American mill

The arrival of the American mill in Fuerteventura is relatively recent, since it was established at the beginning of the 20th century.
With the wind as an ally, it made it possible to replace the traditional “de sangre” waterwheels, moved by donkeys or camels, favoring the extraction of water from the wells for irrigated crops such as alfalfa, potatoes and tomatoes, some of the latter native varieties such as the small and exquisite “huevo de gallo”.
Still in the 21st century, many of these windmills are still in use, bearing the name of what was the world’s first commercial brand in 1888: The Aermotor Chicago.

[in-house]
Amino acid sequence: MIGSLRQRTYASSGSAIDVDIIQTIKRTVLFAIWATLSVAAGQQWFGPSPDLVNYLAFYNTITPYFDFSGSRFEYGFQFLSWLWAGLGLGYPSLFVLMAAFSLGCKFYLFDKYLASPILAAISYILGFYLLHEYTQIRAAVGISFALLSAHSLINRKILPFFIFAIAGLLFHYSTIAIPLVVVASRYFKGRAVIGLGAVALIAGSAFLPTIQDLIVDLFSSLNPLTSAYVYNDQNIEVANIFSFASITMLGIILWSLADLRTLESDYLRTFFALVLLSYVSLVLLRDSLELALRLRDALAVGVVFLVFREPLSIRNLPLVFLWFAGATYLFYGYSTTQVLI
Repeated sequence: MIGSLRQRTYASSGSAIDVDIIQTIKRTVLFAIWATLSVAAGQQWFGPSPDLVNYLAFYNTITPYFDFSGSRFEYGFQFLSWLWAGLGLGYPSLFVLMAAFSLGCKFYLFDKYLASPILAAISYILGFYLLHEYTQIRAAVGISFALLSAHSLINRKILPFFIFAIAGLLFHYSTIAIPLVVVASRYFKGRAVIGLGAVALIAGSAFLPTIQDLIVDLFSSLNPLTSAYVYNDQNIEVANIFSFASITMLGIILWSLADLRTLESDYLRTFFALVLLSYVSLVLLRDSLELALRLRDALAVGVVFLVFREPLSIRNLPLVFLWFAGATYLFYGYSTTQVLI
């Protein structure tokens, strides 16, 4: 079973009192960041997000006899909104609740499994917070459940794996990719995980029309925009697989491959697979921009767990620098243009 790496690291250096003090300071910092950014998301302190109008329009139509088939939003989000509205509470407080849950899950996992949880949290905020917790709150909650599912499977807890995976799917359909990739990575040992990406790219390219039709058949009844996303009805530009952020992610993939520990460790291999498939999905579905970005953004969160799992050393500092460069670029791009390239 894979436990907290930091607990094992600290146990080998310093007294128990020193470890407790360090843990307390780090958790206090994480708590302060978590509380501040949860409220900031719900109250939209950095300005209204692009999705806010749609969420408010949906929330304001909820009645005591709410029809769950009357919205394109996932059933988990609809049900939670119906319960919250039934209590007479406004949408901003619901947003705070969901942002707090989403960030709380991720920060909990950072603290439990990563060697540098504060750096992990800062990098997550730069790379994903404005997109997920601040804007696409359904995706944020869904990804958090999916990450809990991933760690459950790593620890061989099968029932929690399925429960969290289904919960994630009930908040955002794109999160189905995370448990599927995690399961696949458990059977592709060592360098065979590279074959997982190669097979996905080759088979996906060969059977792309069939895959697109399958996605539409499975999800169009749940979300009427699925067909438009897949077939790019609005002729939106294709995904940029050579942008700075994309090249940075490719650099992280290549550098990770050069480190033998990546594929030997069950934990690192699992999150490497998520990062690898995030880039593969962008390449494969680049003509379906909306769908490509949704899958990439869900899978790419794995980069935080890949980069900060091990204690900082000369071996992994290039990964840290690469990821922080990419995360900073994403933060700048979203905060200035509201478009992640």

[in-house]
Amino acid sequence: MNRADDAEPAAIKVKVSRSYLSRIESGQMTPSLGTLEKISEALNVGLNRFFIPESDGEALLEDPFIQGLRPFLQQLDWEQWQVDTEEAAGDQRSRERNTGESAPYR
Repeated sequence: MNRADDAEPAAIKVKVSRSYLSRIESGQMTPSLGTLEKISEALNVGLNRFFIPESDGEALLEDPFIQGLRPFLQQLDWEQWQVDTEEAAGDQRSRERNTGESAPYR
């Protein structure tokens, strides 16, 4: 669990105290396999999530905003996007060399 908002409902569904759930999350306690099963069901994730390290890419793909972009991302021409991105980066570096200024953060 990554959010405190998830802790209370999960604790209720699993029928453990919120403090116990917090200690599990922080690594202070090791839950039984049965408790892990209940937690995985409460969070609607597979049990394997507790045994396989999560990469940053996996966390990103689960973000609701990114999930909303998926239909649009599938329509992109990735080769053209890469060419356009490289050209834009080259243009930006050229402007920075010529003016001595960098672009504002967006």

By 1960 there were about 500 wells with wind turbines and 184 are still in use today, most of them in the center of Fuerteventura (Tuineje and Antigua).
But the installation of diesel engines and the overexploitation of aquifers, responsible for an excess of salt in the water of more than 10 grams per litre, is condemning these beautiful examples of agricultural industrial archeology to ruin.